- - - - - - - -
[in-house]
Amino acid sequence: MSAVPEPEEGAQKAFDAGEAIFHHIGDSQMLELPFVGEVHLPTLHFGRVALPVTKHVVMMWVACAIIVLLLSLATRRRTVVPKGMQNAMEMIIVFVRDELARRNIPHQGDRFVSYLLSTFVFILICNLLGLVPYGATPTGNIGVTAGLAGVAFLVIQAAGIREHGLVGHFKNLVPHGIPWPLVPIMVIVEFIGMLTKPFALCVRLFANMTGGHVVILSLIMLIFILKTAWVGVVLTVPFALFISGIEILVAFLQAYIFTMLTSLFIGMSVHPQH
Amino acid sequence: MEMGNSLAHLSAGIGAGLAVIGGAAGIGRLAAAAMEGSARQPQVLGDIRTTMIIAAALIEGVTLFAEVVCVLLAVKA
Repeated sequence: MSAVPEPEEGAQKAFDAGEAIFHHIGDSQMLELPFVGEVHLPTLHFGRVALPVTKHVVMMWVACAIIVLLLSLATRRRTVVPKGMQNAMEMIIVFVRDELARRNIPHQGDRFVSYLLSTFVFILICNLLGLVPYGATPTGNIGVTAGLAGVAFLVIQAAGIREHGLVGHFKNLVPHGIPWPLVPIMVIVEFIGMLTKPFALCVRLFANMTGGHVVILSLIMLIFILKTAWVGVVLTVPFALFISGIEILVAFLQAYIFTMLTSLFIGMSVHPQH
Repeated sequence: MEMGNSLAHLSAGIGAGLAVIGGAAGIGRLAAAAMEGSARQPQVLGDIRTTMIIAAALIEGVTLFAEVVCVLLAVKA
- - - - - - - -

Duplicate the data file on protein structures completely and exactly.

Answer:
[in-house]
Amino acid sequence: MSAVPEPEEGAQKAFDAGEAIFHHIGDSQMLELPFVGEVHLPTLHFGRVALPVTKHVVMMWVACAIIVLLLSLATRRRTVVPKGMQNAMEMIIVFVRDELARRNIPHQGDRFVSYLLSTFVFILICNLLGLVPYGATPTGNIGVTAGLAGVAFLVIQAAGIREHGLVGHFKNLVPHGIPWPLVPIMVIVEFIGMLTKPFALCVRLFANMTGGHVVILSLIMLIFILKTAWVGVVLTVPFALFISGIEILVAFLQAYIFTMLTSLFIGMSVHPQH
Amino acid sequence: MEMGNSLAHLSAGIGAGLAVIGGAAGIGRLAAAAMEGSARQPQVLGDIRTTMIIAAALIEGVTLFAEVVCVLLAVKA
Repeated sequence: MSAVPEPEEGAQKAFDAGEAIFHHIGDSQMLELPFVGEVHLPTLHFGRVALPVTKHVVMMWVACAIIVLLLSLATRRRTVVPKGMQNAMEMIIVFVRDELARRNIPHQGDRFVSYLLSTFVFILICNLLGLVPYGATPTGNIGVTAGLAGVAFLVIQAAGIREHGLVGHFKNLVPHGIPWPLVPIMVIVEFIGMLTKPFALCVRLFANMTGGHVVILSLIMLIFILKTAWVGVVLTVPFALFISGIEILVAFLQAYIFTMLTSLFIGMSVHPQH
Repeated sequence: MEMGNSLAHLSAGIGAGLAVIGGAAGIGRLAAAAMEGSARQPQVLGDIRTTMIIAAALIEGVTLFAEVVCVLLAVKA